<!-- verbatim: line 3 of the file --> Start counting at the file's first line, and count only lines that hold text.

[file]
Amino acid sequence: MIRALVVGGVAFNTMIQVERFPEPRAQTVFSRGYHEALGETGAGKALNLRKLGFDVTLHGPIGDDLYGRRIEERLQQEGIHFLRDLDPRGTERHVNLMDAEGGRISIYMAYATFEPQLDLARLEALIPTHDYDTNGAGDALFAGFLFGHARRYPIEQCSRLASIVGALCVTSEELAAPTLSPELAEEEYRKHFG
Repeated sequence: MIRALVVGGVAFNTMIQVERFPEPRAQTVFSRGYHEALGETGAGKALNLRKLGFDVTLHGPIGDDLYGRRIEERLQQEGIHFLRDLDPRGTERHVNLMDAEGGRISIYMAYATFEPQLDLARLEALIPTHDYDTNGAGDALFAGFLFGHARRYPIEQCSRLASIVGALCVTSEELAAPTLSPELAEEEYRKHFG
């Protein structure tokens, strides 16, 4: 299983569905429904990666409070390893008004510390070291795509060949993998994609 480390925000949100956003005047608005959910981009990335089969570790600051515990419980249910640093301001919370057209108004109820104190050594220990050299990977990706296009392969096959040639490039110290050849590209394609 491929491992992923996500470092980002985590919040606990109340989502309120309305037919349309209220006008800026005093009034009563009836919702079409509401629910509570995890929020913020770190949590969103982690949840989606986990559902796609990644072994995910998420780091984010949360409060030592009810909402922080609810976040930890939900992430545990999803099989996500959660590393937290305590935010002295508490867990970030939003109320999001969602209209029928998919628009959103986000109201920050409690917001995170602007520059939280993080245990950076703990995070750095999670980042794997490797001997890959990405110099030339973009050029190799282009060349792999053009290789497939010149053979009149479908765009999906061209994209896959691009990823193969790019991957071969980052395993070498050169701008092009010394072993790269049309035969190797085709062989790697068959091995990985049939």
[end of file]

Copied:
């Protein structure tokens, strides 16, 4: 299983569905429904990666409070390893008004510390070291795509060949993998994609 480390925000949100956003005047608005959910981009990335089969570790600051515990419980249910640093301001919370057209108004109820104190050594220990050299990977990706296009392969096959040639490039110290050849590209394609 491929491992992923996500470092980002985590919040606990109340989502309120309305037919349309209220006008800026005093009034009563009836919702079409509401629910509570995890929020913020770190949590969103982690949840989606986990559902796609990644072994995910998420780091984010949360409060030592009810909402922080609810976040930890939900992430545990999803099989996500959660590393937290305590935010002295508490867990970030939003109320999001969602209209029928998919628009959103986000109201920050409690917001995170602007520059939280993080245990950076703990995070750095999670980042794997490797001997890959990405110099030339973009050029190799282009060349792999053009290789497939010149053979009149479908765009999906061209994209896959691009990823193969790019991957071969980052395993070498050169701008092009010394072993790269049309035969190797085709062989790697068959091995990985049939």